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Not a millennial? You might be making these common career mistakes

Sure, millennials might work long hours for cheap and know the ins and outs of technology and social media, but that doesn’t mean older generations have lost their place in the office.

You just have to be smart about how you present yourself, experts say.

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Pairing up with a younger, more tech-savvy colleague at work is one way to become 'ageless' in the eye of your employer.

“For colleagues who are 50-plus, they bring to the table a perspective of seeing the last two or three decades of how the workplace has changed, how the marketplace has changed, and that can be a very powerful resource,” human resources and talent management expert Curtis Odom told TODAY.com. Plus, they have more experience.

RELATED: How more millennials could change the workplace for the better

But he warns of a common mistake older employees often make: settling into a role and routine, instead of focusing on new ideas and the future of a company, he added.

“Many of us who are out there in the workforce, we get to work every day and we do the job we were hired for,” said Odom, who has written several books about the topic. That’s great, but you should also try to figure out how to “help the company move forward,” he said, “so you don’t become the worker who helped us become who were before, but not one who helps us move in a new direction.”

In May, the Pew Research Center reported that millennials (ages 18 to 34) surpassed Generation X (ages 35 to 50) in the workforce. While millennials are indeed cheaper, that’s true for any young generation entering the workforce. Odom offers another theory, explaining that during the economic downturn of 2008 many companies were forced to downsize, and when they started to hire again, they realized that millennials were more acclimated to the changing work environment. Young people can better handle ambiguity and are quicker to adapt to shifting technologies, he said.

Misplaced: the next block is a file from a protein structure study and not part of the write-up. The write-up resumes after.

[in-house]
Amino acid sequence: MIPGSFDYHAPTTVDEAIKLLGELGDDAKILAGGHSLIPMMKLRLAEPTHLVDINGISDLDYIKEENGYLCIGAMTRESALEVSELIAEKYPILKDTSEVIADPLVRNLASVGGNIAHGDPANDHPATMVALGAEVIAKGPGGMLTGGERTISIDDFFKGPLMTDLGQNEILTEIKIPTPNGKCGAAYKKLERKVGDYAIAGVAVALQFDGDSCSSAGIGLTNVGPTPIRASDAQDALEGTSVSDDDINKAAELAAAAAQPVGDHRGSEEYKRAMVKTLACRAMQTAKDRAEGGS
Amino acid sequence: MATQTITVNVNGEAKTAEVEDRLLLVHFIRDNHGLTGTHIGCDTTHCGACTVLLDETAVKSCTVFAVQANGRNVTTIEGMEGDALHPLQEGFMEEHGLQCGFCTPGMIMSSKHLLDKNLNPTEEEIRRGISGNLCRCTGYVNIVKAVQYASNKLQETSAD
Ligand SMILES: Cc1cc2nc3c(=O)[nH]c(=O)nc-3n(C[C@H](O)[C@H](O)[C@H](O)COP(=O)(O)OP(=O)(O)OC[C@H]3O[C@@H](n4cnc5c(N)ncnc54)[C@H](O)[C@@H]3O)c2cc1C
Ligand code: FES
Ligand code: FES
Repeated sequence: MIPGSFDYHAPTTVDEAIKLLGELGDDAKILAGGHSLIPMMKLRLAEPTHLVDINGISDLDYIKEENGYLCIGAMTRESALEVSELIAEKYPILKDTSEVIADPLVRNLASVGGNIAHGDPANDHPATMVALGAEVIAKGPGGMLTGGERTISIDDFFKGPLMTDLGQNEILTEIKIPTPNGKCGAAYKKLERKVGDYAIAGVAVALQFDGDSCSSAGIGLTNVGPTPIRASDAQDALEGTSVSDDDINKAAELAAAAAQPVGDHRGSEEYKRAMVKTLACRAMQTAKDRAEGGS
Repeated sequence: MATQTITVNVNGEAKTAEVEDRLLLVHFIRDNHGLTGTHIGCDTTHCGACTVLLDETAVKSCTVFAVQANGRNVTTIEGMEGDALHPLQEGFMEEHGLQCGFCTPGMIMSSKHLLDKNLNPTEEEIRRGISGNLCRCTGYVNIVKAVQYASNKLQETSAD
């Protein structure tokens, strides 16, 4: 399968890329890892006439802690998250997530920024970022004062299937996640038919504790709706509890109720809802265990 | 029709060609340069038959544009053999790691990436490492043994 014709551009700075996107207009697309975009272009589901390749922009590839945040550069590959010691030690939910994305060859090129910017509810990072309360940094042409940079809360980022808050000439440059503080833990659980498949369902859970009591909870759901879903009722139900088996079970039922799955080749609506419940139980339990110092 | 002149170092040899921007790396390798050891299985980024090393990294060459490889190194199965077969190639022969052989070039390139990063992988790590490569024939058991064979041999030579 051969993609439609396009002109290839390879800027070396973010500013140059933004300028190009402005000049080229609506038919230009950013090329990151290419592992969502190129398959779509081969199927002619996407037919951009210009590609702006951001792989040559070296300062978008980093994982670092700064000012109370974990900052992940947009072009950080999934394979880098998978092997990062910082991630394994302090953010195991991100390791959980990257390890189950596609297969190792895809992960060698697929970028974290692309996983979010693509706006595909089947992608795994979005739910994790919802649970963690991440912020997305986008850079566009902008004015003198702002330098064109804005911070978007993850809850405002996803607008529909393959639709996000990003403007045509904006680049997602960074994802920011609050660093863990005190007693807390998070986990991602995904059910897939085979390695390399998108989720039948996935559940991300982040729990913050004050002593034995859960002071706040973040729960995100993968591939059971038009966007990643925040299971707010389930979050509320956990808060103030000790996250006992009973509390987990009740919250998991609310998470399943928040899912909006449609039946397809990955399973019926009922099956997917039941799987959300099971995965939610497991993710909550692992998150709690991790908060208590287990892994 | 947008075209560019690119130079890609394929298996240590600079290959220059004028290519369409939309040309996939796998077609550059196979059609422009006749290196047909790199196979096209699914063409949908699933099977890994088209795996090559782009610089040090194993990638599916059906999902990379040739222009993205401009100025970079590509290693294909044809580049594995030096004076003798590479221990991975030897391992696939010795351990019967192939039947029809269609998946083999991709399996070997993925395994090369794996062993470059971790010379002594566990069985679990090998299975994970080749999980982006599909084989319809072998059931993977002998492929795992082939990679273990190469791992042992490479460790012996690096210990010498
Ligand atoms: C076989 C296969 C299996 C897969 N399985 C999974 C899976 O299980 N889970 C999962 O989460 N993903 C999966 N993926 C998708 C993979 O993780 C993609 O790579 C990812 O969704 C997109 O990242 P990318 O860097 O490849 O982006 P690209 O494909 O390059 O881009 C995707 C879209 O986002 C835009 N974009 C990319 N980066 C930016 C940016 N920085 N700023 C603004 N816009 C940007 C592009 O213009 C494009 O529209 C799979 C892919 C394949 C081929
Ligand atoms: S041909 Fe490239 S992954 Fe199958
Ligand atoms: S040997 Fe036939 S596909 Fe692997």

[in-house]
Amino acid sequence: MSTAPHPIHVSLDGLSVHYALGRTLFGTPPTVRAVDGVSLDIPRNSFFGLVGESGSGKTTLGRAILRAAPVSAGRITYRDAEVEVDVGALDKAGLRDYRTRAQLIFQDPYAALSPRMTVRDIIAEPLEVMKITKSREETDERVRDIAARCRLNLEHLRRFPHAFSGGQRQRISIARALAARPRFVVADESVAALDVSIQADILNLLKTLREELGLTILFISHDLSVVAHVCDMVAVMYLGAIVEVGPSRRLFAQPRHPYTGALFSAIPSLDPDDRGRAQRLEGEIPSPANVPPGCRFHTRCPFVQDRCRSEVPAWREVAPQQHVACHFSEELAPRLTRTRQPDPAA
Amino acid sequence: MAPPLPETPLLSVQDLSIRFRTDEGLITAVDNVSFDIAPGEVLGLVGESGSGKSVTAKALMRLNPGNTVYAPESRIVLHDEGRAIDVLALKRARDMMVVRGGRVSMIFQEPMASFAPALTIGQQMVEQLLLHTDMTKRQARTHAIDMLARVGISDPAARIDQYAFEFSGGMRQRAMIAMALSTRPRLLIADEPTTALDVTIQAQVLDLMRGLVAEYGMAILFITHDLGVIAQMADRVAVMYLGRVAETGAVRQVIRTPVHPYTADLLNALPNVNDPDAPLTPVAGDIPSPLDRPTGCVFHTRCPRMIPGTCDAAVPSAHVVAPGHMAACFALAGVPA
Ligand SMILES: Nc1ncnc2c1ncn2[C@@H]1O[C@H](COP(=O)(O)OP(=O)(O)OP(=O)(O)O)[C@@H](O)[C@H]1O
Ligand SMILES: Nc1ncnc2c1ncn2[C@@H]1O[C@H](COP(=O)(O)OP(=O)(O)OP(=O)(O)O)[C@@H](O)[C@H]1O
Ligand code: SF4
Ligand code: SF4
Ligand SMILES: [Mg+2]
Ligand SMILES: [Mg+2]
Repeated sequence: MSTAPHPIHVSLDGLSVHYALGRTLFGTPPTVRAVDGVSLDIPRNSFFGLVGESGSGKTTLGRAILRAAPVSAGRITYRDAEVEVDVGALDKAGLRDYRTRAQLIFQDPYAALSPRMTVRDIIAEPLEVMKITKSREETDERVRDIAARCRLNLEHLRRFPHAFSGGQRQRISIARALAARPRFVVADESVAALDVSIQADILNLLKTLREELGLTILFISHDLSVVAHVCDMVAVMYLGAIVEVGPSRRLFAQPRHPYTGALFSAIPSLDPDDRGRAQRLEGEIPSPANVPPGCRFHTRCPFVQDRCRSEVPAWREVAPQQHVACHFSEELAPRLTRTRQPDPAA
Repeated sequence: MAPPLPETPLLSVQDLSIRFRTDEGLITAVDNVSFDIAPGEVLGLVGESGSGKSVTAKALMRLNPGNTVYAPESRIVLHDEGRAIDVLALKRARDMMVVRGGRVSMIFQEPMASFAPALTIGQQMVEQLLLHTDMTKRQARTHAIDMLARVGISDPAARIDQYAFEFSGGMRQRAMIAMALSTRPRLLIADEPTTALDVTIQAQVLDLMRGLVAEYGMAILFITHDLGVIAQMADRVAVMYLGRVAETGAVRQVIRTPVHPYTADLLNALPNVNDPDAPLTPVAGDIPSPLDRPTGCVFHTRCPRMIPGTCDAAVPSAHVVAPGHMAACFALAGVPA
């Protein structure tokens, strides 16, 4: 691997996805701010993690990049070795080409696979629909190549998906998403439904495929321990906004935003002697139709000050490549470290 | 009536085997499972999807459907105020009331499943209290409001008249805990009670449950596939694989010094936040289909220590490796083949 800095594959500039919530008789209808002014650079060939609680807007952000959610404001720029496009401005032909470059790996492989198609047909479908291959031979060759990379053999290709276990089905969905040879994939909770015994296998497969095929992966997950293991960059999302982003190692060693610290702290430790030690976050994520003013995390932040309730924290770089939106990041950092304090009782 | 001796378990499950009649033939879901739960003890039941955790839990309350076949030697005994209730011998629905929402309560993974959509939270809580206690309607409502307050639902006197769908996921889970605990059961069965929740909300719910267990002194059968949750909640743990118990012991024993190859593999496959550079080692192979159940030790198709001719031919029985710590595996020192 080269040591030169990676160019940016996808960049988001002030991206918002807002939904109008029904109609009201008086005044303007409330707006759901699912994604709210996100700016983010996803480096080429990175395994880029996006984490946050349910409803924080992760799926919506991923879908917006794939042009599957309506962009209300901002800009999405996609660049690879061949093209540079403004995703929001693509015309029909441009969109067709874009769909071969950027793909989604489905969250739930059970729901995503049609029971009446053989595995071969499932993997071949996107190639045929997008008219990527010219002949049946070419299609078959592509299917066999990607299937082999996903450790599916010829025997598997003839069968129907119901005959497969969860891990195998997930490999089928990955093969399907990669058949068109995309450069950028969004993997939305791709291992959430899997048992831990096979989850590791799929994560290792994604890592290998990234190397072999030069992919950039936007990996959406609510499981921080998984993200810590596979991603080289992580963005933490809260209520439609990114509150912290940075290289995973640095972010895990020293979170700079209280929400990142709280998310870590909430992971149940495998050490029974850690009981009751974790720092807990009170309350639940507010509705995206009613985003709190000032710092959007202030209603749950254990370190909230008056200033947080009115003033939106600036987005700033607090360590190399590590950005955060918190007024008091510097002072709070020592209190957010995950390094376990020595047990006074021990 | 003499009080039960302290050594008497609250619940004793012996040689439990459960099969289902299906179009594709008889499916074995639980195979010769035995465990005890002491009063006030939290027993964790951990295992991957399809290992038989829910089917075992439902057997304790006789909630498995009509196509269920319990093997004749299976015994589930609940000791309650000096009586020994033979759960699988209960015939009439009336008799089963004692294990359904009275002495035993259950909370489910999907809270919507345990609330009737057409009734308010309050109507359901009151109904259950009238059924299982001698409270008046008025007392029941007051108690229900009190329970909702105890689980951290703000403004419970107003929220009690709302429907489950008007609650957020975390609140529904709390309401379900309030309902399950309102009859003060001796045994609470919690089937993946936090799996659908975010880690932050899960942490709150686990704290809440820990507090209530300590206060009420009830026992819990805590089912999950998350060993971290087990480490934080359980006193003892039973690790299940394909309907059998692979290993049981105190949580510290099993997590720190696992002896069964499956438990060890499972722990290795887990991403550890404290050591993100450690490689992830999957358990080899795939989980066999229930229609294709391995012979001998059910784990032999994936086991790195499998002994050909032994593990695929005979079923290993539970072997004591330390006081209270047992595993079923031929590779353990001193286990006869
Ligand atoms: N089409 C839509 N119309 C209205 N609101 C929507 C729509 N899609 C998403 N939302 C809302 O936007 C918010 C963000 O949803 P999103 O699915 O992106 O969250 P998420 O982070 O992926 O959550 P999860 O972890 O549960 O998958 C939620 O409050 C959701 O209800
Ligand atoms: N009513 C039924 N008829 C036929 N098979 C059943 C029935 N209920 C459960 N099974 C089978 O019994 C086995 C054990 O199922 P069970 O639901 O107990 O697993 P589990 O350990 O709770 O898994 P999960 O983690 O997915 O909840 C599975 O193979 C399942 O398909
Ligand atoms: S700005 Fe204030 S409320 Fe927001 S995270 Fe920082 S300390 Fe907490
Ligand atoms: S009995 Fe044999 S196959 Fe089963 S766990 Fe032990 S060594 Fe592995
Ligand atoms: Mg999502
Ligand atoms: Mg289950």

RELATED: 40-year-old interns finding their way back into the workforce

“Companies are really seeking out millennials,” Odom said. “Because they’re seeing a work ethic, a willingness to engage, almost an entrepreneurial spirit of colleagues in this age demographic.”

For 50-somethings and older workers to compete, “they need to show they’re just as able-bodied and able-minded and hungry as their millennial counterparts,” he added.

Samantha Ettus, a work-life balance coach, points out that companies might also be drawn to employees who don’t yet have kids and families.

“If you’re young and able to dedicate your entire life to your career, that probably seems more appealing to an employer,” she said.

But there’s a flip side: “What we’re seeing, though, is that people who manage multiple responsibilities [at home] tend to be much more focused at work. They simply don’t have time for cooler talk. So employers really have to think about what kind of office environment they want. If you’re hiring a young person, you’re often getting someone who doesn’t mind late nights at the office, but you might also get someone who expects to do their socializing at work.”

RELATED: Millennials: Lazy, entitled, or maybe just young?

Both Odom and Ettus say that an obvious way for Baby Boomers and Generation X to succeed at work is to stay updated on technology, perhaps even pairing up with a younger person for a crash course.

“You never want to be that person in the room who kind of flaunts that they don’t know what Twitter is. That ages you really fast,” Ettus said. “In terms of technology, it’s a steep but short learning curve. It’s easy to be fluent quickly. You can hire a young person in your neighborhood or a friend’s kid and have them give you a tutorial.”

Or, find someone in your office for a mutually beneficial mentorship. That’s exactly what Katelin Morris, 22, and her boss Jennifer Zeidler, 44, have done. Morris, a content marketing manager for FreeConferenceCall.com, a telecommunications company in California, helps Zeidler, head of marketing and communication, stay up to date on technology.

In return, Zeidler teaches Morris what she’s learned from more than two decades in the business — like why sometimes you just have to pick up the phone and call someone instead of sending another email.

“It’s like yin and yang, there’s a balance,” Zeidler told TODAY.com. “It’s not about replacement. I really love feeling like I’m giving back and teaching her a lot of my knowledge. At the same time, she helps me keep up on trends and keep current.”

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